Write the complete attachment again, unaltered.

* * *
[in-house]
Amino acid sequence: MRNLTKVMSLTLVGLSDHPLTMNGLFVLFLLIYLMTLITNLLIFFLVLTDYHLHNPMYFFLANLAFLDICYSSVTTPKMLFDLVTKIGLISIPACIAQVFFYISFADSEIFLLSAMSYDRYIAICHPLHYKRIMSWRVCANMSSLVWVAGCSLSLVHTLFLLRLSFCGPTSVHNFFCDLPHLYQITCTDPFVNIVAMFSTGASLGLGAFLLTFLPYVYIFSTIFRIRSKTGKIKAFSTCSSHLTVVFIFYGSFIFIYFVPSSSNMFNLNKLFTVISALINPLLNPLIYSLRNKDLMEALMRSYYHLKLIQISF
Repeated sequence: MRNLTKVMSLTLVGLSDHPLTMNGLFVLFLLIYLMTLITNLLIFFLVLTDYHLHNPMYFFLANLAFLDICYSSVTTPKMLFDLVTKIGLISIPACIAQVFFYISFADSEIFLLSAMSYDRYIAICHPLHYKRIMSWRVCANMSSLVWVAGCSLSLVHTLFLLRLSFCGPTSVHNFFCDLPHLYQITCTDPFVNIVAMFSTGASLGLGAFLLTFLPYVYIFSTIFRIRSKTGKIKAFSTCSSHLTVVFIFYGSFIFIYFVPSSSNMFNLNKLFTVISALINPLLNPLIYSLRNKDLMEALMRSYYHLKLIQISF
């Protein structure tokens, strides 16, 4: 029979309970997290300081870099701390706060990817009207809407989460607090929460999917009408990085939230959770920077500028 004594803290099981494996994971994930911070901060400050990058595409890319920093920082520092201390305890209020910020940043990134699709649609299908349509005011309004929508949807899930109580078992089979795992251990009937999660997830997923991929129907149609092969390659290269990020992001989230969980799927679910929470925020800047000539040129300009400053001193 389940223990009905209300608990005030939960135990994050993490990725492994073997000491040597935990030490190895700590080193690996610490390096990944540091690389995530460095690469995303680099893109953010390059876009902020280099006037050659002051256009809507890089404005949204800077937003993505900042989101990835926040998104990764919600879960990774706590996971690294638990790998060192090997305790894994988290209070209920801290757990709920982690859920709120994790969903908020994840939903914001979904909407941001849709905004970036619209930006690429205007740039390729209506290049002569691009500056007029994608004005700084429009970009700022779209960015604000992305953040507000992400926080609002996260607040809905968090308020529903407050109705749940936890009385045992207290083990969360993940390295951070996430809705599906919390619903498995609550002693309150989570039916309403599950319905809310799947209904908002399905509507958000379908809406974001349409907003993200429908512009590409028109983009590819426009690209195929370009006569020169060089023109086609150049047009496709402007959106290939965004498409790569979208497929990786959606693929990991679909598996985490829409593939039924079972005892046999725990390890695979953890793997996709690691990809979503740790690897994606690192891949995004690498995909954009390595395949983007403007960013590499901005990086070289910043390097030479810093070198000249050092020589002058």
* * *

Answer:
[in-house]
Amino acid sequence: MRNLTKVMSLTLVGLSDHPLTMNGLFVLFLLIYLMTLITNLLIFFLVLTDYHLHNPMYFFLANLAFLDICYSSVTTPKMLFDLVTKIGLISIPACIAQVFFYISFADSEIFLLSAMSYDRYIAICHPLHYKRIMSWRVCANMSSLVWVAGCSLSLVHTLFLLRLSFCGPTSVHNFFCDLPHLYQITCTDPFVNIVAMFSTGASLGLGAFLLTFLPYVYIFSTIFRIRSKTGKIKAFSTCSSHLTVVFIFYGSFIFIYFVPSSSNMFNLNKLFTVISALINPLLNPLIYSLRNKDLMEALMRSYYHLKLIQISF
Repeated sequence: MRNLTKVMSLTLVGLSDHPLTMNGLFVLFLLIYLMTLITNLLIFFLVLTDYHLHNPMYFFLANLAFLDICYSSVTTPKMLFDLVTKIGLISIPACIAQVFFYISFADSEIFLLSAMSYDRYIAICHPLHYKRIMSWRVCANMSSLVWVAGCSLSLVHTLFLLRLSFCGPTSVHNFFCDLPHLYQITCTDPFVNIVAMFSTGASLGLGAFLLTFLPYVYIFSTIFRIRSKTGKIKAFSTCSSHLTVVFIFYGSFIFIYFVPSSSNMFNLNKLFTVISALINPLLNPLIYSLRNKDLMEALMRSYYHLKLIQISF
């Protein structure tokens, strides 16, 4: 029979309970997290300081870099701390706060990817009207809407989460607090929460999917009408990085939230959770920077500028 004594803290099981494996994971994930911070901060400050990058595409890319920093920082520092201390305890209020910020940043990134699709649609299908349509005011309004929508949807899930109580078992089979795992251990009937999660997830997923991929129907149609092969390659290269990020992001989230969980799927679910929470925020800047000539040129300009400053001193 389940223990009905209300608990005030939960135990994050993490990725492994073997000491040597935990030490190895700590080193690996610490390096990944540091690389995530460095690469995303680099893109953010390059876009902020280099006037050659002051256009809507890089404005949204800077937003993505900042989101990835926040998104990764919600879960990774706590996971690294638990790998060192090997305790894994988290209070209920801290757990709920982690859920709120994790969903908020994840939903914001979904909407941001849709905004970036619209930006690429205007740039390729209506290049002569691009500056007029994608004005700084429009970009700022779209960015604000992305953040507000992400926080609002996260607040809905968090308020529903407050109705749940936890009385045992207290083990969360993940390295951070996430809705599906919390619903498995609550002693309150989570039916309403599950319905809310799947209904908002399905509507958000379908809406974001349409907003993200429908512009590409028109983009590819426009690209195929370009006569020169060089023109086609150049047009496709402007959106290939965004498409790569979208497929990786959606693929990991679909598996985490829409593939039924079972005892046999725990390890695979953890793997996709690691990809979503740790690897994606690192891949995004690498995909954009390595395949983007403007960013590499901005990086070289910043390097030479810093070198000249050092020589002058």